Collecting data on individual students over time may give educators the insight they need to fix America's schools.
Here's one reason why No Child Left Behind is all but a failed initiative: One of its main metrics, Adequate Yearly Progress (AYP), is a horrendous measure of educational progress.
With AYP, each state sets its own goals and assesses progress with its own metric. If one state meets AYP and another one does not, it's impossible to make a comparison. NCLB relied on data for improvement, but that data was so unscientific that it hardly had a chance at success.
But, as a report from the Data Quality Campaign released today concludes, we may be on the verge of meaningful, data-backed reforms. Many states and school districts now have the capability to track individual students longitudinally, which means educators can compile electronic data of a student's yearly progress. In the aggregate, this information is invaluable as it pinpoints, rather than guesses at, the crucial milestones that mark the path toward higher-ed or career success.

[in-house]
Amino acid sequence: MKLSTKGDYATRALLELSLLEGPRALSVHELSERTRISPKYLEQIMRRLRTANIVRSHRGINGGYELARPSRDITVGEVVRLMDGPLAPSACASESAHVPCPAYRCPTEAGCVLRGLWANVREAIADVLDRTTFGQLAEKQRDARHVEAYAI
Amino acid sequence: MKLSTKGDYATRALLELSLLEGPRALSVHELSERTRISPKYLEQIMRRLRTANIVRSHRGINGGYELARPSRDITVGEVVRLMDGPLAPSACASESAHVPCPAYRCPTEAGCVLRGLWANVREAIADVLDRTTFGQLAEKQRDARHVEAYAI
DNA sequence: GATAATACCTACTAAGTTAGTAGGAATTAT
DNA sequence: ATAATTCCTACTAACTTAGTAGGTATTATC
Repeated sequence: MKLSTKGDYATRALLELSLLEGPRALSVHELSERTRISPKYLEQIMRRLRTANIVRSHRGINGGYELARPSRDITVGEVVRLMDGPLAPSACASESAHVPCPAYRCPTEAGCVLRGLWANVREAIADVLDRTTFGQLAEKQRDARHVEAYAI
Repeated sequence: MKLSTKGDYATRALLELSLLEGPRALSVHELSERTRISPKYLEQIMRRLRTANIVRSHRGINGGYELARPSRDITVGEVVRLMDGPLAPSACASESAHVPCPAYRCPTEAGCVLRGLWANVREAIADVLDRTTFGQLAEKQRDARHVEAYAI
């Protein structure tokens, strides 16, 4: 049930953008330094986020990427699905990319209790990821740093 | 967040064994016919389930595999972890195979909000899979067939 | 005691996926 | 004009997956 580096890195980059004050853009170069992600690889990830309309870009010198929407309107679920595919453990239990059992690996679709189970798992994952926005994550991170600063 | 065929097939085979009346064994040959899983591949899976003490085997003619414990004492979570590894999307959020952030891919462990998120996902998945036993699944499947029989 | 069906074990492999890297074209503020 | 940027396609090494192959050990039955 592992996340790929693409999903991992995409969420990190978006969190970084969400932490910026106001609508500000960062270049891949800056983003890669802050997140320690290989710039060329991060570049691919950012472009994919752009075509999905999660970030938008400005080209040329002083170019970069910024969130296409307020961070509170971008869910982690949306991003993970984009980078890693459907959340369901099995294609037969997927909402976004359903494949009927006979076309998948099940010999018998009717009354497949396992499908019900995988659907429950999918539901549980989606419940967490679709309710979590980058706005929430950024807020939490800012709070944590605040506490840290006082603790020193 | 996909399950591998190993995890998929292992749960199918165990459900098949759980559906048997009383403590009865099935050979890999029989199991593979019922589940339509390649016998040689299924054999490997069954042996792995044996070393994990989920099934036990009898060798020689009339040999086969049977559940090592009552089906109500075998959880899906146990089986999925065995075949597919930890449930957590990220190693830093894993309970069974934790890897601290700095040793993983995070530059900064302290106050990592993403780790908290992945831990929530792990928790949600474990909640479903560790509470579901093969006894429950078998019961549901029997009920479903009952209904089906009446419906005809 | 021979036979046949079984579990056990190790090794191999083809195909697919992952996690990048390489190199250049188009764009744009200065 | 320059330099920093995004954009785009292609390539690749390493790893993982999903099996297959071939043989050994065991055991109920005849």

If this makes education sound a lot like a business -- with growth models and performance reviews -- that's because, in a way, it is. Making good business decisions requires good data, but education hasn't always had access to that. "We've been asking them to do all these great things without giving them any feedback on what they are doing," Guidera says of America's schools.
It's an approach that appears to be working, at least anecdotally. Kentucky has been tracking its students' progress longitudinally since the early 2000s. From 2002 to 2008, Kentucky students saw significant increases in college readiness, and decreases in the need for remediation upon reaching college, according to the Data Quality Campaign.
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